Image Credit: InvestorCarrot

But don’t stop there.

Sites like Google Business, Yelp, Foursquare, and TripAdvisor are all dedicated to helping people find places to go based on their location. Set up free profiles on these sites, then find out what other online directories are available for your city, state or country (for those outside of the US) — many of which are free — and try to get listed on these too.

3. Link internally

As mentioned above, it can be difficult (if not impossible) to control external links.

However, it’s a little known fact that internal linking is a powerful way to improve the authority — and therefore the rank — of specific pages. The key here comes down to understanding the difference between “domain authority” and “page authority.”

While external links dramatically improve both types of authority, linking between pages on your own site — namely, linking from high page-authority URLs to low page-authority URLs — passes the SEO value of the first page onto the second.

Think about internally linking as sharing the SEO love your site already has.

Again, that can sound complicated. But it’s not. In his 3 Internal Linking Strategies for SEO and Conversions, Andy Crestodina explains it like this:

Some of your pages will benefit from authority more than others. These are pages that may be ranking, but not that high. Maybe they’re ranking high on page two, so a little bit more authority might go a long way.

In other words, you should use internal linking to strategically raise the authority of individual pages on your site that are on the cusp of moving from page two to page one of Google.

To determine the individual page authority of your sites URLs, you can use a tool like Moz’s Open Site Explorer:


Image Credit: Orbit Media

From there, simply identify what pages could benefit the most from an authority infusion, make the link and anchor text meaningful, and start spreading the love.

4. Optimize your images

Our last little-known ingredient is about images.

Optimizing the images on your site or blog comes down two main elements, both of which you have complete control over: image names and alt tags.

Image Names

When uploading an image to your site, you rarely think about the name. So if it’s saved as “FT187h3D9.jpg” that’s exactly what will end up on your site too.

This won’t hurt your SEO … but it certainly won’t help either.

Instead, take a few seconds to optimize your image names each time you put a new one on your site.

The best way to determine what you should name your image is to identify the keywords your potential visitors are likely to use when searching for the image itself or the context. Let’s say you’re writing a phone review and had to name this image on a tech blog:


Image Credit: TechSpot

It’d be easy to throw together something like “Hand-Holding-Phone.jpg” and get on with your day. But, again, that won’t do you any SEO favors. In context, you’re not just showing an image of a hand and a phone, you’re showing the “Samsung-Galaxy-S7-Edge-Side-View.jpg.” And for searchers looking for a detailed review of exactly that product, including an equally detailed name adds up to relevance.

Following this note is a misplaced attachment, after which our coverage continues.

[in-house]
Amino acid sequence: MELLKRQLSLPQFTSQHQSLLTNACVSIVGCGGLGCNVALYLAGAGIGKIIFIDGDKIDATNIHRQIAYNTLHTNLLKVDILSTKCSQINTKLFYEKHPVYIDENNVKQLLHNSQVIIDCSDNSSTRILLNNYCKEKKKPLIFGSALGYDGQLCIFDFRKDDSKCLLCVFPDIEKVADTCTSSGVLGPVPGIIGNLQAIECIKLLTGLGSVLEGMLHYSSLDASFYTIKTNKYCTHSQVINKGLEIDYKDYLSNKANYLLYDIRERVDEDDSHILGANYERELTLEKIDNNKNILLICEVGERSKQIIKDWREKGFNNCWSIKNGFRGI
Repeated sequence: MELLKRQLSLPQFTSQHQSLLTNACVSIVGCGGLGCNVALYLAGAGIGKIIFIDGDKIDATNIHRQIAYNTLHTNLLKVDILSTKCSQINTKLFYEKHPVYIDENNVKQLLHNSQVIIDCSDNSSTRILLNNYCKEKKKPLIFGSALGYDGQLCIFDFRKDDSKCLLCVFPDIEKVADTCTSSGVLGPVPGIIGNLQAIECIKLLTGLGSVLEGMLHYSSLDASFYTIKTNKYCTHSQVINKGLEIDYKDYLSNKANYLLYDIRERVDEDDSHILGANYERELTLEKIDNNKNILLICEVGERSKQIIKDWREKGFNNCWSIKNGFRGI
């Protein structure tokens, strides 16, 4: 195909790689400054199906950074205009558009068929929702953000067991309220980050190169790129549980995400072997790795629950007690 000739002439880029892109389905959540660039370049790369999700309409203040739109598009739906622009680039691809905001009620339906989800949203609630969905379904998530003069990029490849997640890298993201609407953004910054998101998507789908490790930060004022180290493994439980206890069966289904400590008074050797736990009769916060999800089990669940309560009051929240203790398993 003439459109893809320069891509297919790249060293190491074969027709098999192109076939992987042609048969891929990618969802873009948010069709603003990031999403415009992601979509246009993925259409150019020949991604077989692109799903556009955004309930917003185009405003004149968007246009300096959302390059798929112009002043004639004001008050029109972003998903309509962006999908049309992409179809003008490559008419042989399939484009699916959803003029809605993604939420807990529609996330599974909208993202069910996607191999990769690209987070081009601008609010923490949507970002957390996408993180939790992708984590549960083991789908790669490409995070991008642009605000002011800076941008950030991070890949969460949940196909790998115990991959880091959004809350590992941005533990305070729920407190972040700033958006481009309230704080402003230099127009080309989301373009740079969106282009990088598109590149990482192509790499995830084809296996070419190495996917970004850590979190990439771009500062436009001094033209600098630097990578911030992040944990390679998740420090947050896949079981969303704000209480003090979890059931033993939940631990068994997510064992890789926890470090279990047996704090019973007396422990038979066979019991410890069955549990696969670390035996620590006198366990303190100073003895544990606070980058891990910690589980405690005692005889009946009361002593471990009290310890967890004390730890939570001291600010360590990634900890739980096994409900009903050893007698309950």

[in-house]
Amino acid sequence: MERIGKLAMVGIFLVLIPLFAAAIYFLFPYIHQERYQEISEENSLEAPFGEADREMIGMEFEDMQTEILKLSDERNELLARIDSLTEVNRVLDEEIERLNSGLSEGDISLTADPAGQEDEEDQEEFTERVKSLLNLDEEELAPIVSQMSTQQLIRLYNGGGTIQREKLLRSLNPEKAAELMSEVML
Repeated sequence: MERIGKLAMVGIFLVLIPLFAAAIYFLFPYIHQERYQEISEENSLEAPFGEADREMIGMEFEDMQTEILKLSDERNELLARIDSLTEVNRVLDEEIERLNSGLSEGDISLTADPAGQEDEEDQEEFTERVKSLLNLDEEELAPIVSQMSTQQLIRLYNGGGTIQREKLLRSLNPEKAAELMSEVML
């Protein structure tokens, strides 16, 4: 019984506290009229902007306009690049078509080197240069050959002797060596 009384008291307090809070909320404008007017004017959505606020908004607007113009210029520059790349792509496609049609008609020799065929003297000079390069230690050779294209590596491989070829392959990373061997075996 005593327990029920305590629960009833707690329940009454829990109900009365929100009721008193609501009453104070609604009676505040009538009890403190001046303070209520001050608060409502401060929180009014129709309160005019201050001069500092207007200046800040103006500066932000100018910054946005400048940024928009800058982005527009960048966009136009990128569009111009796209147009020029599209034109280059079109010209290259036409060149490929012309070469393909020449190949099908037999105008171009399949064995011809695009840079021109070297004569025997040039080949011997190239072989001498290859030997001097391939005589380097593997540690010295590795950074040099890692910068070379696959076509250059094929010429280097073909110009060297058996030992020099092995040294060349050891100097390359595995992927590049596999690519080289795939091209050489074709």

Also note that image names with spaces are often condensed, so be sure to use hyphens between words to help Google to identify each term. Instead of “womandrinkinggrapesoda.jpg”, you’d use “woman-drinking-grape-soda.jpg.”

Alt Tags

You’ve probably seen the option to add these when uploading images and wondered what the heck is an alt tag.

“Alt” is the short version of alternative (and yes, that’s what the alt key on your Windows keyboard is for too). An alternative tag is a word or phrase that can be inserted as an attribute of an image to tell web site viewers the nature or content of the image. The alt text appears when you hover over an image or in a blank box that would normally contain the image if the image is unable to load.

By describing an image in plain language, you’re able to boost SEO relevance even further by associating relevant keywords with your images.

So for the image of the phone above on a tech blog, a good alt tag might be, “Side view of Samsung Galaxy S7 Edge.” Plain, simple, readable, yet descriptive.

If you’re selling products which have serial numbers or specific descriptive keywords, be sure to add those to your alt tag to help potential customers find it more easily when they’re ready to buy.

Little SEO ingredients for big SEO results

Search engine optimization is often complex, confusing, and frustrating. This is especially true when you’re trying to influence SEO factors you don’t have control over.

While these tips may seem fairly simple, you’d be surprised how many sites aren’t taking advantage of them. That’s why it’s vital to start with the SEO factors you can control:

  1. Eliminate Duplicate Content
  2. Get Local
  3. Link Internally
  4. Optimize Your Image

And remember … just like the tiny touches that go into making your own favorite cup of coffee, these little-known SEO ingredients can actually lead to huge SEO results.

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Aaron OrendorffAaron Orendorff

Aaron Orendorff is a regular contributor to Entrepreneur, Fast Company, Business Insider, Content Marketing Institute, Copyblogger & more. Grab his Ultimate Content Creation Checklist at Follow him on Twitter @iconiContent.